David Ogilvy famously wrote, “On the average, five times as many people read the headlines as read the body copy.”
He wrote that in 1983 and was referring to print advertising. Ogilvy loosely attributed the statement to various research entities, tests and his own observation.
I’m not saying he was wrong, but I continue to wonder why writers today quote Ogilvy as if the 5:1 ratio still holds true. You could change the 5 to 50 and you still wouldn’t even be close. Unscientifically, I’d guess 500 to 5,000 as many people read the headlines as read the body copy.
I mean, c’mon, you choose NOT TO read thousands of things each day.
Print advertising is a small blip on our media radar and, for most, it gets smaller each day. We have an overwhelming barrage of media—branded or otherwise—bombarding our senses from every angle, all day, every day.
However, whether we’re talking about the print ads you probably see far less of now or the seemingly non-stop email previews you see far more of, search, social, or whatever, the important thing to take take-away is…
Powerful headlines are crucial to your success
They come in many forms but always provide the most important catalyst when the reader makes a simple “to read or not to read” decision.
Marketing studies continue to reveal downward trends in social engagement… a widening gap between the have’s and have-not’s of search… the diminishing results of online display ads… and so on.
Tossing in the towel is obviously not an option for ambitious marketers. What can you do? You can keep working to sharpen every arrow in your quiver. Headlines, of course, must be chief among them.
I’ve written approximately a million headlines in my time and oh how I love a cool and concise list. So, here and now, I present to you “The A-to-Z Guide to Writing Headlines for Online Content.” If just one of the 26 tips here gives you a good idea for improving your pulling power with headlines, I’ll consider my efforts worthwhile.Ooh, wow… 26 cool headline tips in an A-to-Z infographic from @feldmancreative Click To Tweet
Here are the tips in text format. Quote me, if you like.
Posing a question, one of the oldest tricks in the book, remains one of the best ways to engage a reader.
Features tend to bore readers. Make an emotional appeal by putting benefits in your headline.
A proven headline approach is to begin with a topical keyword phrase, followed by a colon – or dash – followed by a statement or question.
Do’s and don’ts
A headline using “do” or “don’t” indicates your content is going to advise on what does or doesn’t work for a task your audience needs to accomplish.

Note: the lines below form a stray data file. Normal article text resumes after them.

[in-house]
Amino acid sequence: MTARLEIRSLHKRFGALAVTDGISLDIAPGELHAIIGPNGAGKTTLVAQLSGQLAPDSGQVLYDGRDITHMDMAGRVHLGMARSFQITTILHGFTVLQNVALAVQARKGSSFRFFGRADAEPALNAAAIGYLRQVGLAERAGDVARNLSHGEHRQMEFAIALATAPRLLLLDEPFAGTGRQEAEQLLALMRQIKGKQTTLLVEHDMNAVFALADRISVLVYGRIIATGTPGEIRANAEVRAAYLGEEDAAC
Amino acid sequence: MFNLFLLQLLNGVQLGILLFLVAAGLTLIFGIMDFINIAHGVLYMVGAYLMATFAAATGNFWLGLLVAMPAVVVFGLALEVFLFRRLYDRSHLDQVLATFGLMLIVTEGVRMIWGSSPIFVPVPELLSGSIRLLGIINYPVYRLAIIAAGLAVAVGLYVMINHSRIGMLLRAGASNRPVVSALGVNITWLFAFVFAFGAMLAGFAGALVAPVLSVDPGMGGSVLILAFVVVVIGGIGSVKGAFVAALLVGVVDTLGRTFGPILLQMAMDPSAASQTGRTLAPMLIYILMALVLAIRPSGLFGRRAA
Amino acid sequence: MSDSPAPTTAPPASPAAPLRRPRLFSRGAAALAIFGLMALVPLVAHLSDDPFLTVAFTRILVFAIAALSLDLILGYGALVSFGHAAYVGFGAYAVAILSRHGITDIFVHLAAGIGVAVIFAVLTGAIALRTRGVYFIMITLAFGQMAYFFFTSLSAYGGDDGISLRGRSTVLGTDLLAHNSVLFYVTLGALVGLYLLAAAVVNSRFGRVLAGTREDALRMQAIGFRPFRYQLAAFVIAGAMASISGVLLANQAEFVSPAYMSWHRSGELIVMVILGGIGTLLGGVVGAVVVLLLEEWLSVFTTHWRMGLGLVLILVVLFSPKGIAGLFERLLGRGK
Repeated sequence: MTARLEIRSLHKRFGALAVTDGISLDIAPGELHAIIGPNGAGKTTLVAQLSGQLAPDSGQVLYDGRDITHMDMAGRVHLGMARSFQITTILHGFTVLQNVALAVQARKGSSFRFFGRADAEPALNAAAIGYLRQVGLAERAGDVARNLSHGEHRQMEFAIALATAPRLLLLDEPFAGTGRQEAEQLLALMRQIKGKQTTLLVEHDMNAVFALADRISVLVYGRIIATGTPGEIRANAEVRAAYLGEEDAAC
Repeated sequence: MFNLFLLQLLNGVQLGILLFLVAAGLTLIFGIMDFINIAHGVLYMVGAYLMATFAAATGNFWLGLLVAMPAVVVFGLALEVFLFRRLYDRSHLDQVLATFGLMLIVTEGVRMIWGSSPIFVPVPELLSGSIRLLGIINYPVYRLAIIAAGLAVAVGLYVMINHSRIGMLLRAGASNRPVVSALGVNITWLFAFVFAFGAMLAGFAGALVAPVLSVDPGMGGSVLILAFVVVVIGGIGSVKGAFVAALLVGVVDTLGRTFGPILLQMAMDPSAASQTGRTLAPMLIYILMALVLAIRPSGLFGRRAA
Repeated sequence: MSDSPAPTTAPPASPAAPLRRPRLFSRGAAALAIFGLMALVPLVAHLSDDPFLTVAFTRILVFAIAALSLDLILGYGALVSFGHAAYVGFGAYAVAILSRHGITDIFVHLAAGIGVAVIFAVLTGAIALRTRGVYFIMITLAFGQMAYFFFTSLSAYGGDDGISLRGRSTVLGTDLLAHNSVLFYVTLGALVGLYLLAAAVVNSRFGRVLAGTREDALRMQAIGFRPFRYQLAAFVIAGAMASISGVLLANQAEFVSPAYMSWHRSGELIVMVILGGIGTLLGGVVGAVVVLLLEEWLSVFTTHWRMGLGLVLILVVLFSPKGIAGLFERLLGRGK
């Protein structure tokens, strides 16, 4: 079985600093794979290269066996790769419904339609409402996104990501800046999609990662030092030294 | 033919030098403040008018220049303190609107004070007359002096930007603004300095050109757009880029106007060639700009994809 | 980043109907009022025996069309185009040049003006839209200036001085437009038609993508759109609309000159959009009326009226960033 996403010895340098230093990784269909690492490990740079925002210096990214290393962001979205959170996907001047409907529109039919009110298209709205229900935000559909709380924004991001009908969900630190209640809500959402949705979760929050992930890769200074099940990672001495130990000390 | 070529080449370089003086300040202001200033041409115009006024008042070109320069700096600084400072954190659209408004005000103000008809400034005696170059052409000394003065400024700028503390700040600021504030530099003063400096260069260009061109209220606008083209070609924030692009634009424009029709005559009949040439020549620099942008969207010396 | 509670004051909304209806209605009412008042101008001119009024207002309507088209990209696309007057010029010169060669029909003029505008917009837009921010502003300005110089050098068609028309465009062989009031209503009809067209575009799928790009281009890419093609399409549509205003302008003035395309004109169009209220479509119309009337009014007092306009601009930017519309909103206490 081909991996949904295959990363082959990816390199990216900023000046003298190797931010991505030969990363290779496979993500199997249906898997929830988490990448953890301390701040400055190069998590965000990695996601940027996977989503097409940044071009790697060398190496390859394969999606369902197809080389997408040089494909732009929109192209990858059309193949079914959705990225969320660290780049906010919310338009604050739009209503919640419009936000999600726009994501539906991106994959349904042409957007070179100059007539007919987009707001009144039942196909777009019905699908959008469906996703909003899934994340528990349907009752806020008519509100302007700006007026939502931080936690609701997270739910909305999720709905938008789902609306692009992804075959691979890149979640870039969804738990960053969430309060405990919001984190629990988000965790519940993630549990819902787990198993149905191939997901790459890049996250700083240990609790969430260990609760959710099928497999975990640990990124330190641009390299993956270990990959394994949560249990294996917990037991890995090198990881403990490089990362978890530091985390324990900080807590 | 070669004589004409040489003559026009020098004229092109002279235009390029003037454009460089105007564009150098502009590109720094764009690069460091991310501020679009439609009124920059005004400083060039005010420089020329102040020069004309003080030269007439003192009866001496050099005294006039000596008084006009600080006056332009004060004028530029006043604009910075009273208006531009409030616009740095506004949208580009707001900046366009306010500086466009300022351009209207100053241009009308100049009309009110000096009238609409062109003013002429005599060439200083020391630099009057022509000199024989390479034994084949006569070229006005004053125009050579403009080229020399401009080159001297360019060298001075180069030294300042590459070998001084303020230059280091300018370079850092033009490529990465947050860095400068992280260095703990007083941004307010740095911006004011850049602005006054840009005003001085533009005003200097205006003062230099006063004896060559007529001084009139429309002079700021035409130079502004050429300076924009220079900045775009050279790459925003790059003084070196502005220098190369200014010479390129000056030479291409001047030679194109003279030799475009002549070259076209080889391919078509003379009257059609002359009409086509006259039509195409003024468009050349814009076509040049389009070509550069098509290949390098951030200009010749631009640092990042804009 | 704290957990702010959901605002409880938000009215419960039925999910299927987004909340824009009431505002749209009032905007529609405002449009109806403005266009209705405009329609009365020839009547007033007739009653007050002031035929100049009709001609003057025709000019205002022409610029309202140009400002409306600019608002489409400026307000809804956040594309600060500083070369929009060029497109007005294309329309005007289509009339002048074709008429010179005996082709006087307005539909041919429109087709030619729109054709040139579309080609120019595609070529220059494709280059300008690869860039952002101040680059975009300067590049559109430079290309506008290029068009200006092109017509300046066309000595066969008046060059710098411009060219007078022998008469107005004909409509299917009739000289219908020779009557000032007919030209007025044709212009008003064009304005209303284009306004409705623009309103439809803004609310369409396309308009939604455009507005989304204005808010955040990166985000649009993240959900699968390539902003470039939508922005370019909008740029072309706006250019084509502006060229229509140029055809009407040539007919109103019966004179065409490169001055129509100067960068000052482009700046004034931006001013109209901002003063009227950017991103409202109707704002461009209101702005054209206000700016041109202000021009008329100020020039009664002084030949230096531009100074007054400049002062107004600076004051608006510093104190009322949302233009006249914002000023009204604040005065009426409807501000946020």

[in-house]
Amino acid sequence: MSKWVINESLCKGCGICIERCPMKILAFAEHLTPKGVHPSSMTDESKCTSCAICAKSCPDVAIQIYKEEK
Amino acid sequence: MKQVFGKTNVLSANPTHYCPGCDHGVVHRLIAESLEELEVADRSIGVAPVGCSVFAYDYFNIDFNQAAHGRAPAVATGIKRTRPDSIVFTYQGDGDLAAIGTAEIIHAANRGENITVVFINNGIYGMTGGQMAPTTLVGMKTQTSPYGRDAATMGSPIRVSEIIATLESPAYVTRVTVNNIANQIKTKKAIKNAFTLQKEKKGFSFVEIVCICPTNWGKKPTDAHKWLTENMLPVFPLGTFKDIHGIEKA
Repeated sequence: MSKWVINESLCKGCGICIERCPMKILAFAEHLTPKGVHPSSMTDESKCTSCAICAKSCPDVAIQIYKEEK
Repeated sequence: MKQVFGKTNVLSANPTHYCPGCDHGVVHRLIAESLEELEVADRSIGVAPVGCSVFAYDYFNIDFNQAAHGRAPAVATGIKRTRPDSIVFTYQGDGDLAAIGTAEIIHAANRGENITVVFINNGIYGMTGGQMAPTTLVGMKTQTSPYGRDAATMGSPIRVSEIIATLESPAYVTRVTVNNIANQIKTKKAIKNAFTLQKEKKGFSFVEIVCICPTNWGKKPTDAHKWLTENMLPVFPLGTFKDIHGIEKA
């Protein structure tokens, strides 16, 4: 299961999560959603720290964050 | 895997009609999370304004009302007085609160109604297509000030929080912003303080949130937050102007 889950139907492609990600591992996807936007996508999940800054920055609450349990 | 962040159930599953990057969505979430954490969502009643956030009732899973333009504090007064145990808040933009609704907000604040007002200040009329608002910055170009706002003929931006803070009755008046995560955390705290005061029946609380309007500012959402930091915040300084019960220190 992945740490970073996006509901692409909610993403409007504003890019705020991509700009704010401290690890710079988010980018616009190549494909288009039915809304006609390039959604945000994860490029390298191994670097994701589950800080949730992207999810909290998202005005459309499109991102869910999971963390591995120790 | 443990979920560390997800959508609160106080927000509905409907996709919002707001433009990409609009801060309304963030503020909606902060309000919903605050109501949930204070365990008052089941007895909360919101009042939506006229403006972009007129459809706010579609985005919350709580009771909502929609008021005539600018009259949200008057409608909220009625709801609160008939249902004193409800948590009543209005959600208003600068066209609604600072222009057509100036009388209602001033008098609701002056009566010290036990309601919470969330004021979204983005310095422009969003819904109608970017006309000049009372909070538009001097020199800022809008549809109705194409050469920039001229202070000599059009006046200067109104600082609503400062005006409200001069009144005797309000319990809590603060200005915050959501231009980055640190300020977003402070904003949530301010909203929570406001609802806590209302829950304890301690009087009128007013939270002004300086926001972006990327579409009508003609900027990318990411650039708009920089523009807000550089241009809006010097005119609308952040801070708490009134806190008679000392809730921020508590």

Decisions are based on emotions. Capitalize on that power using the headline to elicit a feeling or to describe one.
A well-timed, topical, or provocative fact (or list of them) can be the ultimate hook for your story.
No matter what you’re writing, you likely can attach “greats” to it – great accomplishments, great leaders, great landmarks in time, etc.
Help is a universal foundation of content marketing, nonfiction, and so many forms of publishing. Identify how the content will aid the reader or viewer.
Similar to the appeal of emotions, encouragement is well-received by audiences. A great headline may focus on the basic idea “you can do this.”
“Jack” – as in steal or borrow – is a helpful tool. Craft a headline that borrows interest from a trending story or famous figure discussed in the media.
Craft your headlines to include keywords and phrases people use when searching.
Lists work. Readers instantly know what they’re getting and appreciate how lists bring order to the content topic.
Mistakes, misconceptions, myths … negative headlines have tremendous pulling power.
Add intrigue to your headlines by citing results, time frames, measurements, or anything that can be enumerated.
Indicate you’re going to express your opinion – or that of another expert – and you’re likely to woo many readers.
Revisit your headline looking for soft or vague words that can be replaced with more powerful, energetic, emotional, or descriptive words.
Use a quote from a speech, interview, research report, song, movie, or anything you believe makes for a tasty appetizer for the content soon to be served.
Headlines for roundups almost write themselves. How many experts? What will they share?
Getting started tends to be the hardest part of a task. Indicate that your content presents the reader with an effective way to begin that task.
The curiosity gap is an age-old and proven headline technique. Simply write a headline that teases the reader into a state of “I must know where this is going.”
A derivative of the how-to headline, write it to reveal how x can produce y.
Start with a verb. Make the verb urgent and interesting. Inject action into your headlines with interesting verbs.
Who, what, when, where, why
Whether your headline is a question or a statement, these five “w” words can help shape an interesting one.
eXamples give an exciting way to tee up your content. Showcase a person, group, companies, accomplishments, or any type of relevant example.
Your headline can’t call the reader by name, but the word “you” is the next best thing.
A zinger is a quip or phrase that comes last. Add zing with a subhed (or place a thought in parentheses).